Global Diaspora Forum 2012: Moving Forward By Giving Back



Overview

The Global Diaspora Forum is an annual celebration of America’s diaspora communities. The gathering challenged diaspora communities to forge partnerships with the private sector, civil society, and public institutions in order to make their engagements with their countries of origin or ancestry effective, scalable, and sustainable.

The event brought together a diverse range of stakeholders, all passionate about promoting diaspora engagement, including:

    • Leaders of diaspora communities
    •  U.S. government officials
    • Private sector stakeholders
    • Representatives of international institutions
    • Foundations executives
    • Academic experts
    • Members of nonprofit organizations
The theme for the 2012 Global Diaspora Forum held in Washington, DC on July 25-26 was “Moving Forward by Giving Back.” The Forum focused on how new technology can empower and increase diaspora philanthropy, social entrepreneurship, volunteerism, and social innovation. Please click here to download short bios on each of the event’s plenary speakers or to listen to podcasts of selected panels.

Event Report

On July 25-26, 2012, Secretary of State Hillary Rodham Clinton convened the second-annual Global Diaspora Forum at the U.S. Department of State and the U.S. Agency for International Development in Washington, D.C. Building on the success of the inaugural Forum in May 2011, this gathering underscored the importance of partnering with diaspora communities on development and diplomacy initiatives and encouraged participants to connect with one another, build global networks, and discuss opportunities for giving back to their countries of origin.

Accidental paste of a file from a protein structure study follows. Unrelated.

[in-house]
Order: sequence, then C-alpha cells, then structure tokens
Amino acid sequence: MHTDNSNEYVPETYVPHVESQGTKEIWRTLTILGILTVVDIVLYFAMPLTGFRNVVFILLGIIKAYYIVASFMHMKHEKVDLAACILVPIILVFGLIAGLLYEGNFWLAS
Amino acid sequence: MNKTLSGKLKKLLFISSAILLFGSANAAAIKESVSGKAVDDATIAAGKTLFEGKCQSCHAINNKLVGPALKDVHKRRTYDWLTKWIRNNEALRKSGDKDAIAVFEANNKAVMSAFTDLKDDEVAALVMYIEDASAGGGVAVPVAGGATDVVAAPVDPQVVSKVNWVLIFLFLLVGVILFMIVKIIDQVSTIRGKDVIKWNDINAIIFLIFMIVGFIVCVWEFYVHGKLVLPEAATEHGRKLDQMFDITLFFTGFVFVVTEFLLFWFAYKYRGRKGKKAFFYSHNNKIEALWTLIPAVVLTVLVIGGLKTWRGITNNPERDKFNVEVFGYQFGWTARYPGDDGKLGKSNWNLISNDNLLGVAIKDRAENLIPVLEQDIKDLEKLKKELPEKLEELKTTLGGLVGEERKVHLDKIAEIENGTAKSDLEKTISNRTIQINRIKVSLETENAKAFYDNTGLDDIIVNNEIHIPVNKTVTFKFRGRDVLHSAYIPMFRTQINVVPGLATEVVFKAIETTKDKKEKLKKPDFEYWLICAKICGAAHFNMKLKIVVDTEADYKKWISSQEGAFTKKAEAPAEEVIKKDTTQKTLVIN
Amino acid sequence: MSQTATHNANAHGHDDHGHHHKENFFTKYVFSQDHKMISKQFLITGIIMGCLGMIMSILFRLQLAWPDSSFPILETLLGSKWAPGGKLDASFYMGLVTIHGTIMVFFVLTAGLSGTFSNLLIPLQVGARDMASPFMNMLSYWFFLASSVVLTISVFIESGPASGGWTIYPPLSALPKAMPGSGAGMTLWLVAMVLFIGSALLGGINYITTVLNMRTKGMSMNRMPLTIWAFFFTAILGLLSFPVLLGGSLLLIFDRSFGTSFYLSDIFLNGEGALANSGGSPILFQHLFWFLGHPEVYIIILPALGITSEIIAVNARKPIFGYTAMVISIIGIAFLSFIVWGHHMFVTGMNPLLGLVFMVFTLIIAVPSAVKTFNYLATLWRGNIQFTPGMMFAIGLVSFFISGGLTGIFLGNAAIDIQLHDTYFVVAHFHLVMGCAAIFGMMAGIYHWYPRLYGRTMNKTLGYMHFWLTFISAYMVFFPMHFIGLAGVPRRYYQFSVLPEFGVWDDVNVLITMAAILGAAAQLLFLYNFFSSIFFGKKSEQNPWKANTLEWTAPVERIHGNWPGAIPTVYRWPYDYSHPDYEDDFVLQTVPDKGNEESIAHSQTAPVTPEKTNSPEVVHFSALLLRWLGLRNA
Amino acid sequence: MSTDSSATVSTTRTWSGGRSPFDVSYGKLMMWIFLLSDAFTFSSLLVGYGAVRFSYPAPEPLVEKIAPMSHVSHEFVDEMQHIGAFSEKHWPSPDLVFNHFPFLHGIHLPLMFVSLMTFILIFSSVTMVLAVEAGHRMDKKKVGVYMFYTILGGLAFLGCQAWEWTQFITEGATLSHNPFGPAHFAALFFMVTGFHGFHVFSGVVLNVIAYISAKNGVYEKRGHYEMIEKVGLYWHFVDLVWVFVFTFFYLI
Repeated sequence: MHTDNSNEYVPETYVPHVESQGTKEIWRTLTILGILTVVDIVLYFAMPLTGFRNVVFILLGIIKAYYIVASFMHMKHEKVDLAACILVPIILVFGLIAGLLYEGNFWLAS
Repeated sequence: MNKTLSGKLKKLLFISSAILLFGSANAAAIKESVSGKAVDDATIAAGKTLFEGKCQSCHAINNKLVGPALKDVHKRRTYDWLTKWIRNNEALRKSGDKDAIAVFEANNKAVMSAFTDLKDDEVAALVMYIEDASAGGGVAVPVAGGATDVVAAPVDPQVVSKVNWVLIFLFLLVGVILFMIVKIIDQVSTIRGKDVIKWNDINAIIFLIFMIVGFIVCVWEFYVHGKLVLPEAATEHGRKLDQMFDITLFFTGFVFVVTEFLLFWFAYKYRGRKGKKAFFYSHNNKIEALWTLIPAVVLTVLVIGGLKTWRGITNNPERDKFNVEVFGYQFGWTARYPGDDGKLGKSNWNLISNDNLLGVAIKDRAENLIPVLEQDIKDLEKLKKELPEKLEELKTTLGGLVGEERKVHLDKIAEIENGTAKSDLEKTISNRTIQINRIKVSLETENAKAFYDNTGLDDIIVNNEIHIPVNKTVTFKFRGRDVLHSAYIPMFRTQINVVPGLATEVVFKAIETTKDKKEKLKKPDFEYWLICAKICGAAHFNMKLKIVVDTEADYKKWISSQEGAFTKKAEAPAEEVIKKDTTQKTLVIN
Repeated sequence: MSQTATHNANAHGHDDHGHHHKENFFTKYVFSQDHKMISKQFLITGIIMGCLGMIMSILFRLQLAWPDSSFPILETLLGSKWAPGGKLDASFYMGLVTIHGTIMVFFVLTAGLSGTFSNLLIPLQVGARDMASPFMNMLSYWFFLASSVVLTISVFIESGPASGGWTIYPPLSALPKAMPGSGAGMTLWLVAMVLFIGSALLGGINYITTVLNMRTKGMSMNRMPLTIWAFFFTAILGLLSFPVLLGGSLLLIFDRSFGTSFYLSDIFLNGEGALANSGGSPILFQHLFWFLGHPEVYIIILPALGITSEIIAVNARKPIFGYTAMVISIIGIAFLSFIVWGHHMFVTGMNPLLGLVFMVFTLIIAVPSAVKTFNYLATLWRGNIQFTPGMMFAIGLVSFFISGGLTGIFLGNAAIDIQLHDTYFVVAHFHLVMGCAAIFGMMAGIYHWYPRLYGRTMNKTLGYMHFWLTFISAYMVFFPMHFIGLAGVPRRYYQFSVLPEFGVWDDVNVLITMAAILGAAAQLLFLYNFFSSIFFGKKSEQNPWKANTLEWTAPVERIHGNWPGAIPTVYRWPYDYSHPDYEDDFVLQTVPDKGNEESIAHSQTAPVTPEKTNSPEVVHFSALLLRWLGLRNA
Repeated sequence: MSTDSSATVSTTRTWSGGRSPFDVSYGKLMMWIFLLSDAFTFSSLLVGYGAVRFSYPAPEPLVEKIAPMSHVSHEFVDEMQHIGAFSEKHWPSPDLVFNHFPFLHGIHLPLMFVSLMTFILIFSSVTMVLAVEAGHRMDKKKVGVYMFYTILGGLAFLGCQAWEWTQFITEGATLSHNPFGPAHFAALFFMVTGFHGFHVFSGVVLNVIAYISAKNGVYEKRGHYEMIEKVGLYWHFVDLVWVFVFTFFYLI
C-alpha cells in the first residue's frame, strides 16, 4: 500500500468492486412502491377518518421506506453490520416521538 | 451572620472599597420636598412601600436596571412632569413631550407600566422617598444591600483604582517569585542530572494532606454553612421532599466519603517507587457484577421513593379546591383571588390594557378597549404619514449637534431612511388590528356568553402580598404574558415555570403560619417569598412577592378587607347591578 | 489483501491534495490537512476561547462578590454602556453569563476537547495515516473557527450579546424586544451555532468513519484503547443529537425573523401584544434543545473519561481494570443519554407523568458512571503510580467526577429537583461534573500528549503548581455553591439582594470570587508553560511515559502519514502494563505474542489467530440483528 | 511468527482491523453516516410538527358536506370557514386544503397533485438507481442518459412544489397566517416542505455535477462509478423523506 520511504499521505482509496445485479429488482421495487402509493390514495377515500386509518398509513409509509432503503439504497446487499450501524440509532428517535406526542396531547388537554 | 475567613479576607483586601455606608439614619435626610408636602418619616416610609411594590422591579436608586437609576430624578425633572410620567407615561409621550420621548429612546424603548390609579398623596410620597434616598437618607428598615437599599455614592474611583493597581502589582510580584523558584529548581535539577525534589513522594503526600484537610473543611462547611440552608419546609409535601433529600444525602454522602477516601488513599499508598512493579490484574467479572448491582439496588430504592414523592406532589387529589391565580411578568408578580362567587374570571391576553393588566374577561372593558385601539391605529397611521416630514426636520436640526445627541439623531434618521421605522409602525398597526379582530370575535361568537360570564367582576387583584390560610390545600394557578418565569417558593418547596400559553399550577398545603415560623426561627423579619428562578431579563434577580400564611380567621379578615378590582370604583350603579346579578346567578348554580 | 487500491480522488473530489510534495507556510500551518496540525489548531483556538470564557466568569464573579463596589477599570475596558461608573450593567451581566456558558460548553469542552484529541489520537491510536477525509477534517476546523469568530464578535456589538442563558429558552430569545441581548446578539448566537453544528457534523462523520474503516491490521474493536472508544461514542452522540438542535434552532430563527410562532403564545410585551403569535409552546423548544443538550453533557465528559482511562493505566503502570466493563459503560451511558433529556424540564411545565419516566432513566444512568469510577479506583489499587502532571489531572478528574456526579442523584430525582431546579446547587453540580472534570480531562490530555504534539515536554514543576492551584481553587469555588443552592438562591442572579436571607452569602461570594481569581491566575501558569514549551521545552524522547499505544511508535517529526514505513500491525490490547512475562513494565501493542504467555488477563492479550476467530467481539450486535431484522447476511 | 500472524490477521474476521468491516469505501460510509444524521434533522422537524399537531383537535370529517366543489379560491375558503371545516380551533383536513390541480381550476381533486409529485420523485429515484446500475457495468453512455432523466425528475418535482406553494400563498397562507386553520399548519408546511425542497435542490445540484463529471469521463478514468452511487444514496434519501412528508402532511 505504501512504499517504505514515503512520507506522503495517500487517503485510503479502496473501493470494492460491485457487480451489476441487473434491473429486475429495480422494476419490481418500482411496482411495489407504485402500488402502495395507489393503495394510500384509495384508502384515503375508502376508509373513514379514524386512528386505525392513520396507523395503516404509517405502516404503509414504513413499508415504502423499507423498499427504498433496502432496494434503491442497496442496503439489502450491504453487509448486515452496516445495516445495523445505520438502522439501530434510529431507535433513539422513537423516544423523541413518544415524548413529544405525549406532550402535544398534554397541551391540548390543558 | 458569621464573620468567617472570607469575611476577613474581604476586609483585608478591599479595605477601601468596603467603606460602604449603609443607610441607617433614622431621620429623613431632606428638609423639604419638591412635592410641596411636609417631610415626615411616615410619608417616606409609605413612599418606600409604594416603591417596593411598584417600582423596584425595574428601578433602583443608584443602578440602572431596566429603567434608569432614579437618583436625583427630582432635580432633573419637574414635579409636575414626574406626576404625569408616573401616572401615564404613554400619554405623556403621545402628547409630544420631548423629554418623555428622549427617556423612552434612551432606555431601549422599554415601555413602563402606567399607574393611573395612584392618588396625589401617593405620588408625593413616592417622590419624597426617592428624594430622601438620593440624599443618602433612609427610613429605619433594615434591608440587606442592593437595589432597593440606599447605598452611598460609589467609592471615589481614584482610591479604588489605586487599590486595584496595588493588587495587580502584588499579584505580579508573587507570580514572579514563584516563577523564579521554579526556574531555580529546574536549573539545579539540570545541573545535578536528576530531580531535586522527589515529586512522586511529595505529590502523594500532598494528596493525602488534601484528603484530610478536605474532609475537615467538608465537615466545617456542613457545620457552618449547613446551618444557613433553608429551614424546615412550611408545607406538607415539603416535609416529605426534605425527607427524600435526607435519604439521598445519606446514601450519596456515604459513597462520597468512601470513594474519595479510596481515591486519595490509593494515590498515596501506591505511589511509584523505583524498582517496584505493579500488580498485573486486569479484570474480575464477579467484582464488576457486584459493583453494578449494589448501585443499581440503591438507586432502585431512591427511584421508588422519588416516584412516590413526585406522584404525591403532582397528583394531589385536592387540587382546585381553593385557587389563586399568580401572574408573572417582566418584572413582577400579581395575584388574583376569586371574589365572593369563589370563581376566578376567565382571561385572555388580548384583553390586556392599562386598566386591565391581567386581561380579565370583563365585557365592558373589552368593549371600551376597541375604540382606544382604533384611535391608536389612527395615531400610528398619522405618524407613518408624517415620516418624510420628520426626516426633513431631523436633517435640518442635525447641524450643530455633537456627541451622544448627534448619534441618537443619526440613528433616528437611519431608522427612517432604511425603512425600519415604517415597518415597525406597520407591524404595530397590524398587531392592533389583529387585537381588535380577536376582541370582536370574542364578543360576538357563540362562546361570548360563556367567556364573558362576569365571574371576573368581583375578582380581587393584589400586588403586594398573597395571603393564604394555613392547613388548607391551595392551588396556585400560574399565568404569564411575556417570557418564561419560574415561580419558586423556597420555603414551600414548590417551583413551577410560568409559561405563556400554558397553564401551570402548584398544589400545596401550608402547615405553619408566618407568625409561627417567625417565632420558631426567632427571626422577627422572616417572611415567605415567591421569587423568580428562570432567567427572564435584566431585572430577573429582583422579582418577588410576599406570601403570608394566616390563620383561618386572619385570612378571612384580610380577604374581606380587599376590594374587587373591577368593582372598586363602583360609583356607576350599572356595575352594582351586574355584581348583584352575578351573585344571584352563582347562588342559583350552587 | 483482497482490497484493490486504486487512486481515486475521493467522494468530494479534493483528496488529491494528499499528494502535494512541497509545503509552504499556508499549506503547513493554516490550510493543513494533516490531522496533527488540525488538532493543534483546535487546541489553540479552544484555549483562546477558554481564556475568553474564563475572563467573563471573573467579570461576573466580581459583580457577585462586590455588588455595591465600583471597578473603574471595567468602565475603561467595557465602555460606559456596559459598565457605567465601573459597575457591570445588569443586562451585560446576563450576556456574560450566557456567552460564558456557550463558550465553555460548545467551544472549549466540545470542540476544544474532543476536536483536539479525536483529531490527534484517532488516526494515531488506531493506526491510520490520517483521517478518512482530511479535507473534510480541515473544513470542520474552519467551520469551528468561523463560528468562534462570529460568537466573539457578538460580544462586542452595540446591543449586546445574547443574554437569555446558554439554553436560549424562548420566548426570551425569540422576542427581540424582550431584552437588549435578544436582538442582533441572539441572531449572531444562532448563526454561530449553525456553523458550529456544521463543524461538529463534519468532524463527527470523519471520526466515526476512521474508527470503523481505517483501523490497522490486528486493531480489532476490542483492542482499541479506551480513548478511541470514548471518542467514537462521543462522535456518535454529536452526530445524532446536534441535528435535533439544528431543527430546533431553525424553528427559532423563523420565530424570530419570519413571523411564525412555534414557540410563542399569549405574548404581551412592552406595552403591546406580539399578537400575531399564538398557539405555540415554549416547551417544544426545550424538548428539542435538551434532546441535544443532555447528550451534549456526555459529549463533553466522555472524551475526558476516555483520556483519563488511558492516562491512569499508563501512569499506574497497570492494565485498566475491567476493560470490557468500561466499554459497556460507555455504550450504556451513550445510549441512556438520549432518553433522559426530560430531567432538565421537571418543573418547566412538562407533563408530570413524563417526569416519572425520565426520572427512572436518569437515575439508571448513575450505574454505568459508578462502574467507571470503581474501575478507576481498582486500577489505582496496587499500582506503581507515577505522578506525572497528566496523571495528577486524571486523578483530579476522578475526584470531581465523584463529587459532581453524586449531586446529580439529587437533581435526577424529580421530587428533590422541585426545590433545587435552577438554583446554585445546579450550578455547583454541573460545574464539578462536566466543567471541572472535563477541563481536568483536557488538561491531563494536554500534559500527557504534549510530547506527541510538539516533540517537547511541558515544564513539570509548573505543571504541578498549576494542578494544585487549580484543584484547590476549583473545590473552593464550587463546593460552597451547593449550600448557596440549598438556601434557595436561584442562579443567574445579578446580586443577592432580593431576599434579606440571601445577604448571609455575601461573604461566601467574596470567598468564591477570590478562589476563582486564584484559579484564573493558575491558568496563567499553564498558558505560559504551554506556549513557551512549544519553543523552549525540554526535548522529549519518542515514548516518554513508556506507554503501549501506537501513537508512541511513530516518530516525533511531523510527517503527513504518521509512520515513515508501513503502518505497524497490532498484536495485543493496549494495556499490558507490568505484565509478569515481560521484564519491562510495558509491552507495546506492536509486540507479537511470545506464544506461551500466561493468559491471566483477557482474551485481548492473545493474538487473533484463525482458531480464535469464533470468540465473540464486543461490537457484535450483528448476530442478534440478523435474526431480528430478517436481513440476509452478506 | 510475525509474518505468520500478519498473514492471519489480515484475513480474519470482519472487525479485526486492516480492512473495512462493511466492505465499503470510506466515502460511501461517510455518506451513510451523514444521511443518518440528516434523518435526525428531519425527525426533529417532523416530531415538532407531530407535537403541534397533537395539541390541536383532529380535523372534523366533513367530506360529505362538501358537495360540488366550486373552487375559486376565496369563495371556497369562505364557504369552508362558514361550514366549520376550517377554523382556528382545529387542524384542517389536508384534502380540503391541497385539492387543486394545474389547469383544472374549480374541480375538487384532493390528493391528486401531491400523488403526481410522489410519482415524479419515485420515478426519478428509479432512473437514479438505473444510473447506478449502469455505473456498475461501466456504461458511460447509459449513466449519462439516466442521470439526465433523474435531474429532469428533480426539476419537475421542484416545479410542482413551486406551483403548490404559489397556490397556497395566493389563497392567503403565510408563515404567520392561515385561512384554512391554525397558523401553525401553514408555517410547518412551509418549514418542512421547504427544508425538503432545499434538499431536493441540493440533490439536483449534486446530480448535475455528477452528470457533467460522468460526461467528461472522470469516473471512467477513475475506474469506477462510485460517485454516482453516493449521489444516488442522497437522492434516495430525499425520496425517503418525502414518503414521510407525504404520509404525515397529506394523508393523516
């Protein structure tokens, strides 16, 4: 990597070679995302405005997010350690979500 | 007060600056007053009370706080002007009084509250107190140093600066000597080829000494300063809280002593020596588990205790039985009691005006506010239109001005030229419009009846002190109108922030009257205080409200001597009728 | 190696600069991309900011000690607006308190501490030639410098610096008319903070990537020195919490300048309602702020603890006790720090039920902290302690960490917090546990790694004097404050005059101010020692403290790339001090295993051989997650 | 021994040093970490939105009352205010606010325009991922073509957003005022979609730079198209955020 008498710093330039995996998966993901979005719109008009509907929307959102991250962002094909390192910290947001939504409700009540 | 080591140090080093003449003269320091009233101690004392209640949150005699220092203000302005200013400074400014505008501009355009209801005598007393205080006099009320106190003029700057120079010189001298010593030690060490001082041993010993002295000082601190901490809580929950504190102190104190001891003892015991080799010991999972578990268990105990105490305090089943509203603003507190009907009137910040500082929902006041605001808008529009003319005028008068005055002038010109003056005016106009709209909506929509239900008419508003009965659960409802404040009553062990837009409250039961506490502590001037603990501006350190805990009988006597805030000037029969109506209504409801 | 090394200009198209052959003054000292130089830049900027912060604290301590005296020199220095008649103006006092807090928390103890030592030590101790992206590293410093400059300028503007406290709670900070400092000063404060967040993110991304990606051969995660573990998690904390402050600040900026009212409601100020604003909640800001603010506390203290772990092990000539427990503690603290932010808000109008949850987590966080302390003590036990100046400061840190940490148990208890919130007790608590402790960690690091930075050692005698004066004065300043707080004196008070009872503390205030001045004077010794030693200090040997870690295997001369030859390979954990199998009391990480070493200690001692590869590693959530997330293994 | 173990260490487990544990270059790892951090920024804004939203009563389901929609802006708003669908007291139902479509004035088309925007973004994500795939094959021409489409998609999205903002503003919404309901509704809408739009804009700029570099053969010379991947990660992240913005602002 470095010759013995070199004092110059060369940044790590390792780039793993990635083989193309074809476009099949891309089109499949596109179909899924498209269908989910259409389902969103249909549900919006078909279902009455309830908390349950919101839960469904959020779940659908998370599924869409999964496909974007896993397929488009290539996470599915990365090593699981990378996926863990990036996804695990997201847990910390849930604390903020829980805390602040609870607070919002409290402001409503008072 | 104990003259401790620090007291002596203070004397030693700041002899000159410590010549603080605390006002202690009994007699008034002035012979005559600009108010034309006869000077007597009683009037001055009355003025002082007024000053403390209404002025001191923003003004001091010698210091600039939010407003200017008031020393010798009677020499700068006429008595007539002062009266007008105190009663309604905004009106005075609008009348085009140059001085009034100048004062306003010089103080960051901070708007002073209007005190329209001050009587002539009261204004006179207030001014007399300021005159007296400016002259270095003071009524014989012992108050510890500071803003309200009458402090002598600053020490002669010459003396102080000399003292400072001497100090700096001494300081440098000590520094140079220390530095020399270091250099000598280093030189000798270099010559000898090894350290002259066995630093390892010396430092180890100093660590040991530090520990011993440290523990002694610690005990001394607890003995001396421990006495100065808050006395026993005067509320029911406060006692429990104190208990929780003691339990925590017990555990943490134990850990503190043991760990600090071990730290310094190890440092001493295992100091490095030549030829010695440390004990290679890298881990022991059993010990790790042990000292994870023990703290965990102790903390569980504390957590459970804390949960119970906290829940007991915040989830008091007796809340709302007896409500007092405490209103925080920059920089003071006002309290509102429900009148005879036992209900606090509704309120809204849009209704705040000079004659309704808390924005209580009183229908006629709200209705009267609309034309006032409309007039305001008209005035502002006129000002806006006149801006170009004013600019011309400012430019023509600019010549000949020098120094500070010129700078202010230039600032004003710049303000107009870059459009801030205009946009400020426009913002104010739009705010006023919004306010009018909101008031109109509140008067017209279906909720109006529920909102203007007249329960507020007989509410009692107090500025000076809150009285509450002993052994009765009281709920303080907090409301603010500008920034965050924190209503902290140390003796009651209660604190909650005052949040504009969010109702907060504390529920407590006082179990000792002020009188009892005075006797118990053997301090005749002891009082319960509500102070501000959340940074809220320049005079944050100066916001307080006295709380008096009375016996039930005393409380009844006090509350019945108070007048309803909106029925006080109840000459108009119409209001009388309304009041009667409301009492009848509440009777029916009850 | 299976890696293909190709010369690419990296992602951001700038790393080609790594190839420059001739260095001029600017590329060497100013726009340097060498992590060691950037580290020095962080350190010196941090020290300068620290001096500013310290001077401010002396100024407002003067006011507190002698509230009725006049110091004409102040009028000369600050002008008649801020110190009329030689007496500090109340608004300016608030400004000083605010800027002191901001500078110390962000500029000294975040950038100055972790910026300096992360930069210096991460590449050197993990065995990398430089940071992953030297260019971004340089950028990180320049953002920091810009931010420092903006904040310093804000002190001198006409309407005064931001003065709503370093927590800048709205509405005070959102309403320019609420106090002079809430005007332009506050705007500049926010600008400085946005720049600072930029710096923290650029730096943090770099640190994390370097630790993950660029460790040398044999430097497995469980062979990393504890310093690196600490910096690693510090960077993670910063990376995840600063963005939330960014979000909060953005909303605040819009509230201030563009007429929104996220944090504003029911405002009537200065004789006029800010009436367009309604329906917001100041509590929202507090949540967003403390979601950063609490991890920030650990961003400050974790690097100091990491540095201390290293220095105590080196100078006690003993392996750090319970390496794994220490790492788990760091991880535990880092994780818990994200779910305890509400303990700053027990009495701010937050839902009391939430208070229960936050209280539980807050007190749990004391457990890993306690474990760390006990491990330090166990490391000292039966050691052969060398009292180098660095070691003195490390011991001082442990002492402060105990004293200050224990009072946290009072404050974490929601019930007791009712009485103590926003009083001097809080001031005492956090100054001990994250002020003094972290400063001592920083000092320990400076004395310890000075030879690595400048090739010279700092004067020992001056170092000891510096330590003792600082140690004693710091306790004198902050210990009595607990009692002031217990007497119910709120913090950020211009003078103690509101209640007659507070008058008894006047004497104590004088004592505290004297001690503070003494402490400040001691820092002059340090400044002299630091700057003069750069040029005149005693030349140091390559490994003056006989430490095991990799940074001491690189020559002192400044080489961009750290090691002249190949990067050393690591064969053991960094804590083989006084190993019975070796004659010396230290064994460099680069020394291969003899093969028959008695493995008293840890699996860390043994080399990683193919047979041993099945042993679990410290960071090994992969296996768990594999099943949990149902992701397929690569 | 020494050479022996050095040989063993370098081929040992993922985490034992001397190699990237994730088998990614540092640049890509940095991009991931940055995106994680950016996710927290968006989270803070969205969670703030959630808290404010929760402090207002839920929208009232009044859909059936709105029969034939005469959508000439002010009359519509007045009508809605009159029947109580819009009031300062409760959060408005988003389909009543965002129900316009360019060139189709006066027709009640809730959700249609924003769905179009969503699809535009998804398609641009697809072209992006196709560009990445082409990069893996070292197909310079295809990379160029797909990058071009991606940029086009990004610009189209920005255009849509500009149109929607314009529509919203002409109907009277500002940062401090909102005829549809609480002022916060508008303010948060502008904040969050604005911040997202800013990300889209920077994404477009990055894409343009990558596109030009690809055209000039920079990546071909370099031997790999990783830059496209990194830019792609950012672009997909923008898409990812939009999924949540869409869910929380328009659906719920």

Diaspora leaders from around the globe joined the gathering representing a diverse group of stakeholders:  23 percent came from diaspora organizations, 39 percent from non-profits, 18 percent from private sector, and 11 percent from government. Of the more than 450 participants that attended the event, approximately 26 percent represented countries in Africa, 19 percent from Europe, 13 percent from Asia, 12 percent from Latin America, 11 percent from the Caribbean, and 11 percent from the Middle East.

The Forum kicked-off with an overview of accomplishments of the International diaspora Engagement Alliance (IdEA), a partnership platform launched by the Secretary of State in 2011. Today, IdEA has over 1,500 diaspora community partners and has launched three regional entrepreneurship competitions including the second African Diaspora Marketplace, the Caribbean Idea Marketplace, and the Latin American Idea (La Idea) competition. Building on these successes, the Secretary announced new commitments around this partnership.